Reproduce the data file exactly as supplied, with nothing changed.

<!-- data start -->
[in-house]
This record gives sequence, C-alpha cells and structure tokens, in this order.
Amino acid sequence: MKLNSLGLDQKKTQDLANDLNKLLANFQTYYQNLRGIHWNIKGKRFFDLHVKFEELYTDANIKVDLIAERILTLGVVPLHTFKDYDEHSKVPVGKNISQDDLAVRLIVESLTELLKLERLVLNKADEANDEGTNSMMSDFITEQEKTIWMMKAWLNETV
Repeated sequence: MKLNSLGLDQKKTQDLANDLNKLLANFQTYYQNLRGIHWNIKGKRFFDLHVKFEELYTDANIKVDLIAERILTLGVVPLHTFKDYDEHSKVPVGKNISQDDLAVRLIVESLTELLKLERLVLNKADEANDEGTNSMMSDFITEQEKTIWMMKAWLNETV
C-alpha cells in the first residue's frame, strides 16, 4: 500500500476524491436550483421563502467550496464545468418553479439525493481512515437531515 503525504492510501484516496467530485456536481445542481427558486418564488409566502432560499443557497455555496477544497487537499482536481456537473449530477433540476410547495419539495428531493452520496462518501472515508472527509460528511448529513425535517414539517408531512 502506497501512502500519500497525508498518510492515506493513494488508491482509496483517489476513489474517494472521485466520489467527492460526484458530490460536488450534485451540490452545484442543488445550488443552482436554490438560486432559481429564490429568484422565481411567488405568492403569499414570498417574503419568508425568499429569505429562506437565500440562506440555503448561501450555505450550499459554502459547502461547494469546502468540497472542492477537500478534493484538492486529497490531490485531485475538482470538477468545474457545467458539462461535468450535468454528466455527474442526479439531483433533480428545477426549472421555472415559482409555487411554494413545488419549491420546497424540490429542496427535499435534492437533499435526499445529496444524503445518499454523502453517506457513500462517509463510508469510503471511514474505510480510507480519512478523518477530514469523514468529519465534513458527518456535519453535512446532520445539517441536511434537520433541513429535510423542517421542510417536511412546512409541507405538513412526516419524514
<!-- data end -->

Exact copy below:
[in-house]
This record gives sequence, C-alpha cells and structure tokens, in this order.
Amino acid sequence: MKLNSLGLDQKKTQDLANDLNKLLANFQTYYQNLRGIHWNIKGKRFFDLHVKFEELYTDANIKVDLIAERILTLGVVPLHTFKDYDEHSKVPVGKNISQDDLAVRLIVESLTELLKLERLVLNKADEANDEGTNSMMSDFITEQEKTIWMMKAWLNETV
Repeated sequence: MKLNSLGLDQKKTQDLANDLNKLLANFQTYYQNLRGIHWNIKGKRFFDLHVKFEELYTDANIKVDLIAERILTLGVVPLHTFKDYDEHSKVPVGKNISQDDLAVRLIVESLTELLKLERLVLNKADEANDEGTNSMMSDFITEQEKTIWMMKAWLNETV
C-alpha cells in the first residue's frame, strides 16, 4: 500500500476524491436550483421563502467550496464545468418553479439525493481512515437531515 503525504492510501484516496467530485456536481445542481427558486418564488409566502432560499443557497455555496477544497487537499482536481456537473449530477433540476410547495419539495428531493452520496462518501472515508472527509460528511448529513425535517414539517408531512 502506497501512502500519500497525508498518510492515506493513494488508491482509496483517489476513489474517494472521485466520489467527492460526484458530490460536488450534485451540490452545484442543488445550488443552482436554490438560486432559481429564490429568484422565481411567488405568492403569499414570498417574503419568508425568499429569505429562506437565500440562506440555503448561501450555505450550499459554502459547502461547494469546502468540497472542492477537500478534493484538492486529497490531490485531485475538482470538477468545474457545467458539462461535468450535468454528466455527474442526479439531483433533480428545477426549472421555472415559482409555487411554494413545488419549491420546497424540490429542496427535499435534492437533499435526499445529496444524503445518499454523502453517506457513500462517509463510508469510503471511514474505510480510507480519512478523518477530514469523514468529519465534513458527518456535519453535512446532520445539517441536511434537520433541513429535510423542517421542510417536511412546512409541507405538513412526516419524514